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ror of the inhabitants in this land on the morning of the 1st of May. I awoke at or near five o’clock, and finding the morning not yet advanced enough to rouse H****, to renew our visit to the sea, I threw myself again on the bed, and after some time, finding the crevice gave me less light, I concluded that we were about to get the genial showers expected about the opening of May, and again courted the drowsy god. At length I was roused by much talking in the street; which was strange to me, as on opening my eyes it was more than midnight darkness. A servant maid who had slept out, now arrived, and knocking loudly was admitted. Judge my surprise to learn that it was 8 o'clock; more than two hours had elapsed since the expected sun had not arisen, and that utter darkness covered both Heaven and earth, while dust fell in clouds from the skies, no longer visible. My girls, alarmed, ran to me with the dismal tale. The dust convinced me that we were under the influence of some volcanic eruption; I quieted their fears as well as I could, by representing it as at a great distance from us, and assuring them, that, however awful and terrific, it was a common and natural effect, frequently experienced in countries near volcanoes. I really imagined at first that our boiling spring at Swiner's Hall, had terminated as I had long expected (and still expect it some day will) in an eruption of its inflammable contents; but as no earthquake had preceded the darkness, and the dust was not hot, it seemed a proof of its distance from us; on opening a window it was impossible not to feel a horror the deepest and most sublime. There was a darkness, “visible” indeed. On looking upward, all was “dark, dark, dark,” as Milton says. No gleam, no distant ray; it was as if the Eternal had shut us up in his displeasure in utter darkness forever. It seemed to touch the eyeballs with blackness infinite and deep. Many thought that the sun was annihilated ; but those persons who had arisen early had seen him, or rather his place, before the atmosphere was completely filled. At 7 o'clock it was every where “Nox omnibus noctibus nigrior densior que.” What added to the horror of the scene was the consternation of the inhabitants moving to and fro with lanterns, and the solemn gloom which pervaded almost every countenance, as the feeble gleam of their light played across their features. “Animus meminisse horret.” The dust continued to fall in sprinkling showers all the forenoon. On our first rising it was half an inch deep in our yard. Our Hebrew neighbours flocked to their synagogue, and our church was filled with the devout or terrified of all colours. I attended my three girls in the morning costume of lantern and umbrella, “worn for use not shew,” to church, through a smart shower of ashes; and spite of my umbrella, my garments were completely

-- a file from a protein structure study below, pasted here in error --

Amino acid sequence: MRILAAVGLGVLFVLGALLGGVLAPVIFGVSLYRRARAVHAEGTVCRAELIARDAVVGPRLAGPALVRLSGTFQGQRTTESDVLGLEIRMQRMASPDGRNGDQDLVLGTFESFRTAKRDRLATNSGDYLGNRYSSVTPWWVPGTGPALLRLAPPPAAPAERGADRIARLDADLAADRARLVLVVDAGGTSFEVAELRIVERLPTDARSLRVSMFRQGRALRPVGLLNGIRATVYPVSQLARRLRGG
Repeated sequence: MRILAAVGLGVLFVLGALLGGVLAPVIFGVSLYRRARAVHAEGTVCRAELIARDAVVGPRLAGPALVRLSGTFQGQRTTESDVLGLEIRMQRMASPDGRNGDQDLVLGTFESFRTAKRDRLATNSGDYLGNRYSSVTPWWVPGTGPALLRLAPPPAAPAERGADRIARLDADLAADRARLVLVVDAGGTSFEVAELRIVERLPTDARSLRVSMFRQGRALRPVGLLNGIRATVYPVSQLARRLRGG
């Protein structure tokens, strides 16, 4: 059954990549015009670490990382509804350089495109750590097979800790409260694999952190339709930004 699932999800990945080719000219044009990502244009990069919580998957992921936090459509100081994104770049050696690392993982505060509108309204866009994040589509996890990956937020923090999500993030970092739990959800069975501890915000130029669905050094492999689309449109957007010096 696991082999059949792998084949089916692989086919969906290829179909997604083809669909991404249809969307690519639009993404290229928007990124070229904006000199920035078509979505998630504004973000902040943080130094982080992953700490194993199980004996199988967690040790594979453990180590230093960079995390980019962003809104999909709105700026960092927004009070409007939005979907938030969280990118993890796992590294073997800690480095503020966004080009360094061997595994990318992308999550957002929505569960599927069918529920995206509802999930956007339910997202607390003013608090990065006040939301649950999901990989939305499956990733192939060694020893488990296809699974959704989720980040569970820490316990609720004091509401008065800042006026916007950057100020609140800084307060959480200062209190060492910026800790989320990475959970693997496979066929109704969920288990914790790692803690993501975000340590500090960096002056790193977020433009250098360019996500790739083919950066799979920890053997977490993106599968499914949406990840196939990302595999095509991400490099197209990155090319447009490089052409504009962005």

and thickly powdered; no penitent in the days of Job, could have exceeded my outward man. I reckon it among the great mercies of Heaven to me, that after the first terror was over, and I had recommended my spirit to its Creator, I felt a sacred composure and calm more consoling to my feelings at the time, and now more cordial to my memory than the richest treasure of earthly mould. In going to church it was not very encouraging to recollect that we had just read of the vast numbers collected in the places of worship to celebrate the holy day at Caraccas—all swallowed up ; but He who made us, is every where present, and never can we shun His appointment. H**** was with us and in good spirits. But what excited my surprise was to see at church some female countenances marked as it were by the hand of Heaven with a resignation and serenity, I may say a cheerfulness, that could spring from conscious innocence alone, fortified by the highest confidence in the Supreme. Previous to our going to church, Hoo accompanied me (aided by the many passing lanterns) to my sister Mary's ; we had ventured out without a lantern, but never could have reached our destination but for the transient gleam of the lights of other groping pilgrims. The wind blew the dust into our eyes; and it is a curious fact, that among the great number of persons who had their eyes incessantly filled with it, no ill effect has been sustained. In a few seconds the eye regained its usual healthy feel as if water only had dropped into it. I propose to trouble Dr. M. with a bottle of it as an exotic natural curiosity, which you may send to the Museum.* It seems to abound in nitre, as will appear by rubbing it on paper, and holding it to the candle. The magnet draws out particles of iron. You will find by the papers, that our anxieties were cleared up in a few days as to its origin, by an arrival from Saint Vincents, with intelligence of the dreadful eruption of the Souffriere. Our darkness however seems to have been more intense than theirs. Pliny gives a pretty accurate idea of it in his representation of that he experienced at Misenum ; but he who shall make the experiment of opening his eyes in a close room in the darkest of winter-nights, all lights extinguished, will have but a faint conception of the grand and profound sensation of horror that struck our souls on a first view of this unexpected change in our atmosphere. The darkness continued till past twelve o'clock; a twilight succeeded till night, sufficient to show us, far as the eye could reach, the whole face of nature covered with one coat of dust, varying in its depth from threefourths of an inch to an inch and a half. In Saint Andrew's